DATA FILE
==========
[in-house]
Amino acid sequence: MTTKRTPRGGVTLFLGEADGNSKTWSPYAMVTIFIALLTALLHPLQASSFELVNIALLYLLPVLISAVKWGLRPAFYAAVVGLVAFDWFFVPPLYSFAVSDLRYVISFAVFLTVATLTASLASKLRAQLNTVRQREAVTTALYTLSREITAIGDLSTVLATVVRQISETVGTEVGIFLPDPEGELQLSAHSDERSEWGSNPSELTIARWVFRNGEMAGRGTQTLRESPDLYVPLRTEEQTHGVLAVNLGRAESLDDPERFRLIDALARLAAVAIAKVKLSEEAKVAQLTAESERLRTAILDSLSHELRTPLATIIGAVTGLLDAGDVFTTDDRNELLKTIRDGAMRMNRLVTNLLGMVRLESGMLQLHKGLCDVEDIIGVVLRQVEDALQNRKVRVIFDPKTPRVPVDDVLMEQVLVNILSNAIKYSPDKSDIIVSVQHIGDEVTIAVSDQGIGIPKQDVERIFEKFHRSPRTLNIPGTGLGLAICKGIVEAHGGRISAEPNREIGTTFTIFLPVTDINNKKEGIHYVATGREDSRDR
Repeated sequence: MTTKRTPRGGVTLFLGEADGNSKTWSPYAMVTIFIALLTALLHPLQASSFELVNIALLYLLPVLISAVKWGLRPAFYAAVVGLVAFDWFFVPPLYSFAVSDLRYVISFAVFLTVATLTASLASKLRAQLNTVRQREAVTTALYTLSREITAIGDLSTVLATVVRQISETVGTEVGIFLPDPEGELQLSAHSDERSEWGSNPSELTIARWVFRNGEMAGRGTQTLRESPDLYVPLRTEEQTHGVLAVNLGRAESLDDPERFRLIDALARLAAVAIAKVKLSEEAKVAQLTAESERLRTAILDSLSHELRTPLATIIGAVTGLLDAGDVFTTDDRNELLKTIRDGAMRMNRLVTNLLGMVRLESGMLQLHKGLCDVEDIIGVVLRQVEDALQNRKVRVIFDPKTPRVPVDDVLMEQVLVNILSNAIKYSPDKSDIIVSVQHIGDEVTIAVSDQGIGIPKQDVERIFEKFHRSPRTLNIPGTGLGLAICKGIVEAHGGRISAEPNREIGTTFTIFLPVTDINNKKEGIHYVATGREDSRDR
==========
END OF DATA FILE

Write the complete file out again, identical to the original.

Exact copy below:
[in-house]
Amino acid sequence: MTTKRTPRGGVTLFLGEADGNSKTWSPYAMVTIFIALLTALLHPLQASSFELVNIALLYLLPVLISAVKWGLRPAFYAAVVGLVAFDWFFVPPLYSFAVSDLRYVISFAVFLTVATLTASLASKLRAQLNTVRQREAVTTALYTLSREITAIGDLSTVLATVVRQISETVGTEVGIFLPDPEGELQLSAHSDERSEWGSNPSELTIARWVFRNGEMAGRGTQTLRESPDLYVPLRTEEQTHGVLAVNLGRAESLDDPERFRLIDALARLAAVAIAKVKLSEEAKVAQLTAESERLRTAILDSLSHELRTPLATIIGAVTGLLDAGDVFTTDDRNELLKTIRDGAMRMNRLVTNLLGMVRLESGMLQLHKGLCDVEDIIGVVLRQVEDALQNRKVRVIFDPKTPRVPVDDVLMEQVLVNILSNAIKYSPDKSDIIVSVQHIGDEVTIAVSDQGIGIPKQDVERIFEKFHRSPRTLNIPGTGLGLAICKGIVEAHGGRISAEPNREIGTTFTIFLPVTDINNKKEGIHYVATGREDSRDR
Repeated sequence: MTTKRTPRGGVTLFLGEADGNSKTWSPYAMVTIFIALLTALLHPLQASSFELVNIALLYLLPVLISAVKWGLRPAFYAAVVGLVAFDWFFVPPLYSFAVSDLRYVISFAVFLTVATLTASLASKLRAQLNTVRQREAVTTALYTLSREITAIGDLSTVLATVVRQISETVGTEVGIFLPDPEGELQLSAHSDERSEWGSNPSELTIARWVFRNGEMAGRGTQTLRESPDLYVPLRTEEQTHGVLAVNLGRAESLDDPERFRLIDALARLAAVAIAKVKLSEEAKVAQLTAESERLRTAILDSLSHELRTPLATIIGAVTGLLDAGDVFTTDDRNELLKTIRDGAMRMNRLVTNLLGMVRLESGMLQLHKGLCDVEDIIGVVLRQVEDALQNRKVRVIFDPKTPRVPVDDVLMEQVLVNILSNAIKYSPDKSDIIVSVQHIGDEVTIAVSDQGIGIPKQDVERIFEKFHRSPRTLNIPGTGLGLAICKGIVEAHGGRISAEPNREIGTTFTIFLPVTDINNKKEGIHYVATGREDSRDR